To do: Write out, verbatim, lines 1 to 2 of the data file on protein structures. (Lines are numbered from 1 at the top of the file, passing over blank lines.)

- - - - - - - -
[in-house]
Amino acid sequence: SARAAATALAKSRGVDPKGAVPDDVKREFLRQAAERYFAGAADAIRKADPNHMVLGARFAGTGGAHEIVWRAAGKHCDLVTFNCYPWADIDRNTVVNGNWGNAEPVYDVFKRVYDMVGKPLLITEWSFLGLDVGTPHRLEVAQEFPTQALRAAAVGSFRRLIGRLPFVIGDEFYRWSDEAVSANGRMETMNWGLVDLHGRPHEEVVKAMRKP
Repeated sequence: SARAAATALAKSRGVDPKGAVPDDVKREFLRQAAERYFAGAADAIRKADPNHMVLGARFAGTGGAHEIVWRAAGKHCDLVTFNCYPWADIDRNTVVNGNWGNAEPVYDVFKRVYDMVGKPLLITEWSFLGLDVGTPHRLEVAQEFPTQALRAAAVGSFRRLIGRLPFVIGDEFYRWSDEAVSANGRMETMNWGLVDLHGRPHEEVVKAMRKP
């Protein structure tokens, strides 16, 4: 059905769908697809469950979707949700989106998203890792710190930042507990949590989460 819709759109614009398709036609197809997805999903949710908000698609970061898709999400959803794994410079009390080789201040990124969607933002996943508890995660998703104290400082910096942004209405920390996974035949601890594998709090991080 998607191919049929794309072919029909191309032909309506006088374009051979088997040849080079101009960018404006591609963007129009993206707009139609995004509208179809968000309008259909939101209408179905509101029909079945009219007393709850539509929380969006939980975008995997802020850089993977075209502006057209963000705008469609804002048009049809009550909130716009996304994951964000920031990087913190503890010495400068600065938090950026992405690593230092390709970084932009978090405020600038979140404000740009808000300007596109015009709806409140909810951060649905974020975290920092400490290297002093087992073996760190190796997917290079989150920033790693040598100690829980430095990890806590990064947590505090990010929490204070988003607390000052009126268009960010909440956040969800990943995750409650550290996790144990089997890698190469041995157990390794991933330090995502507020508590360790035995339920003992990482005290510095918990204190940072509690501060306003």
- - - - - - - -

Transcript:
[in-house]
Amino acid sequence: SARAAATALAKSRGVDPKGAVPDDVKREFLRQAAERYFAGAADAIRKADPNHMVLGARFAGTGGAHEIVWRAAGKHCDLVTFNCYPWADIDRNTVVNGNWGNAEPVYDVFKRVYDMVGKPLLITEWSFLGLDVGTPHRLEVAQEFPTQALRAAAVGSFRRLIGRLPFVIGDEFYRWSDEAVSANGRMETMNWGLVDLHGRPHEEVVKAMRKP